What Car? says...
The Dacia Sandero Stepway isn’t a fiendish new exercise machine – it’s an SUV-themed small hatchback at a very competitive price.
It's based on the regular Dacia Sandero but gets a more heavily sculpted bonnet, roof rails, chunky plastic wheel arch extensions, an increased ride height and bumpers with integrated skidplates – all additions that are well suited to the urban jungle. There are just three trim levels to pick from, and no options apart from colour and a few dealer-fit accessories.
So does this bargain basement price bring any inherent compromises? Over the next few pages of this Dacia Sandero Stepway review, we’ll tell you how peppy it is, whether it’s geared for comfort or cornering, how practical it is, and whether it can compete with the best small cars.
If you decide that the Sandero Stepway – or any other new make and model – is the car for you, our free What Car? New Car Buying service gives you a hassle and haggle-free way to search for big savings, and has some of the best new Dacia deals.
The Sandero Stepway wasn’t rated in our 2021 What Car? Reliability Survey, but the closely related Dacia Sandero was the most reliable of 17 small cars listed, with a score of 100%. Dacia came a magnificent second overall out of 30 manufacturers – second only to Lexus. The Sandero Stepway is sold with a three-year/60,000-mile warranty, which can be upgraded for a fee to six years/100,000 miles. Read more here
No, and there are no plans to electrify the Sandero Stepway at the moment. Dacia’s strategy is to use proven older technology from Renault, with a focus on simplicity and keeping costs down. As such, it will launch its first hybrid car (a version of the Dacia Jogger) in 2023, and its sole electric model (the Dacia Spring) is not yet on sale in the UK. Read more here
There’s a variety of 1.0-litre petrol engines to choose from, but our pick is the TCe 100 Bi-Fuel. It’s the more powerful of the Bi-Fuel engines, and makes the Sandero Stepway quieter and smoother than the TCe 90. It can run on LPG if you choose, allowing you to save money at the flick of a switch when you top up. We recommend Comfort trim as the best balance of kit for the price. Read more here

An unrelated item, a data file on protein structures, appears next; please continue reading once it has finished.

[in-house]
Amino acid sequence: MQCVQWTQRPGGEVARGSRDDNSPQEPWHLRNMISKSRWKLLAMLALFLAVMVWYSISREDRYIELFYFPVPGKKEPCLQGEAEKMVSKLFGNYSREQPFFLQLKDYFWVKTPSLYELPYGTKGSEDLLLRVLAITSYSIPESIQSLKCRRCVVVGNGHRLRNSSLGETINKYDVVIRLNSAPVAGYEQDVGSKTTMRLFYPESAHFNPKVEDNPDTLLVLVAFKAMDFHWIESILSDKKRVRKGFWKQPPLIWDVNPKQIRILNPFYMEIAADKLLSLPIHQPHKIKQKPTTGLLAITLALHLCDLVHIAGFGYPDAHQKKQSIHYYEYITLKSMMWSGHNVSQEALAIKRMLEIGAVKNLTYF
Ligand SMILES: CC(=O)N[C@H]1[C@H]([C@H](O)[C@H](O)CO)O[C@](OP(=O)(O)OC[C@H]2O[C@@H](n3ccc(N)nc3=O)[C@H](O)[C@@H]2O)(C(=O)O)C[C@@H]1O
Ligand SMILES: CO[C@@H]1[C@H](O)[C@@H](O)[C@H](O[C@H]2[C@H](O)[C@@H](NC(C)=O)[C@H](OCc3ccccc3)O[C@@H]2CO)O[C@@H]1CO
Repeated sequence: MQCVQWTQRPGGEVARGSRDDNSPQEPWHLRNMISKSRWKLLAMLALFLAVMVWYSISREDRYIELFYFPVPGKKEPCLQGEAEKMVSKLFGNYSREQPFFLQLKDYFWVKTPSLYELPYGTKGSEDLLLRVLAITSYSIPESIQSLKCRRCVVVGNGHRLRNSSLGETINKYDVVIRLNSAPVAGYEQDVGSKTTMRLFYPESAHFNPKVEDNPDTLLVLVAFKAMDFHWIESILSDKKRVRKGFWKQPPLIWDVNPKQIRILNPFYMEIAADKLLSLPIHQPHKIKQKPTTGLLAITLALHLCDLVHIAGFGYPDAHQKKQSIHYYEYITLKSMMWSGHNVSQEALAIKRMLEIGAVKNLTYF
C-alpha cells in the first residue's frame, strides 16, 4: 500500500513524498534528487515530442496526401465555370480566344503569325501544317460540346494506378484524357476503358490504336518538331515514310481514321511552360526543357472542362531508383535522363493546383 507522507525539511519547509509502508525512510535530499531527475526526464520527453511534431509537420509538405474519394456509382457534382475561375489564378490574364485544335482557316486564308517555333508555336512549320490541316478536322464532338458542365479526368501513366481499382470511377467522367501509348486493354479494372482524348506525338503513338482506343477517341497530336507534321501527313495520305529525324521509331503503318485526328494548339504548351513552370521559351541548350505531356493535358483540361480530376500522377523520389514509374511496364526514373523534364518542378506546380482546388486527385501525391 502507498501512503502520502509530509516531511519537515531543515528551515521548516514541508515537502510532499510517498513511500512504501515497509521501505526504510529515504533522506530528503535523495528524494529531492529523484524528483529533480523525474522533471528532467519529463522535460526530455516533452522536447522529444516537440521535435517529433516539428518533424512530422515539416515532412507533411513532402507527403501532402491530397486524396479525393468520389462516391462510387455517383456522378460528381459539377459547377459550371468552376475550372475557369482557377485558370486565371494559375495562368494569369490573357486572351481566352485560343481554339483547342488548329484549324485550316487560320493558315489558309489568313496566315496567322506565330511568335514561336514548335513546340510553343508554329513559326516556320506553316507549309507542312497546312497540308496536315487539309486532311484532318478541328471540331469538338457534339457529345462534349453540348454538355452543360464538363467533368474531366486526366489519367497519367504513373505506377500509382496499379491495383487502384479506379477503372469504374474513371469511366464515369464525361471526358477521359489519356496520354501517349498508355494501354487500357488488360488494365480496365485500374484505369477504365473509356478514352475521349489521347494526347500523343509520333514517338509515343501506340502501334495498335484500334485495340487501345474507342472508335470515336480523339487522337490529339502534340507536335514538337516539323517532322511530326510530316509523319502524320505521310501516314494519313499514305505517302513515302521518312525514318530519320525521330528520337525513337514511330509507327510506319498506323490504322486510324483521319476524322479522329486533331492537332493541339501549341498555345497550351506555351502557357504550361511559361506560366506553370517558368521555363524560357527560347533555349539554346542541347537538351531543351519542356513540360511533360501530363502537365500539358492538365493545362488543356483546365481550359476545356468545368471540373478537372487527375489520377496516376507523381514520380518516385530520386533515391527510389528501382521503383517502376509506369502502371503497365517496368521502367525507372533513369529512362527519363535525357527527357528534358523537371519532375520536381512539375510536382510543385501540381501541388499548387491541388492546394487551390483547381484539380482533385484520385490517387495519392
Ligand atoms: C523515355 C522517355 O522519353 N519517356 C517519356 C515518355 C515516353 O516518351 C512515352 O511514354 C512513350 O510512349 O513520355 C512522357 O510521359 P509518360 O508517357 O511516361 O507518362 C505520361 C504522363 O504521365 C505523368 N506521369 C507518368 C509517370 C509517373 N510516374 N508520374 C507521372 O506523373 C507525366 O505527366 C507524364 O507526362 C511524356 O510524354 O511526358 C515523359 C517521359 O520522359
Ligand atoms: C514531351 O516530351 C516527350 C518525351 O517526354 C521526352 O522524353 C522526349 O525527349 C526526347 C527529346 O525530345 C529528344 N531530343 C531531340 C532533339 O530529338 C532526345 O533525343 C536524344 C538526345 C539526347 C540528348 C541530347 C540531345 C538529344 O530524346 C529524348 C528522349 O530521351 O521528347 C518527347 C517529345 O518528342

Dacia’s Essential trim is aptly-named: you get only the most basic infotainment, without even a touchscreen to control it. Comfort trim and above adds an 8.0in colour touchscreen with built-in sat-nav, as well as Android Auto and Apple CarPlay. Overall, the system is adequate. It’s easy to get used to and reacts quickly to inputs. Read more here
Not particularly by today’s standards. The Sandero Stepway received a two stars out of five rating from Euro NCAP. It’s worth noting that it was tested under the latest, toughest-ever criteria, which include a heavy weighting for electronic driver aids that Dacia has taken a conscious decision not to offer to keep costs down. Read more here
There’s 328 litres of space below the Sandero Stepway’s parcel shelf. That’s enough for us to fit in six carry-on suitcases, which is more than any other small car we’ve tested, including the ultra-practical Honda Jazz. Just be warned that the boot opening is surrounded by exposed, painted metal, not tough plastic, and can be easily scratched. Read more here
The Sandero Stepway is a more rugged looking and higher-riding version of the Sandero hatchback. It has chunkier looks to match including a revised bumper design with skidplates, plastic wheelarch extensions, roof rails and a sculpted bonnet. Read more here
|RRP price range||£13,795 - £17,395|
|Number of trims (see all)||6|
|Number of engines (see all)||4|
|Available fuel types (which is best for you?)||petrol, hybrid|
|MPG range across all versions||45.6 - 50.4|
|Available doors options||5|
|Company car tax at 20% (min/max)||£786 / £1,061|
|Company car tax at 40% (min/max)||£1,572 / £2,122|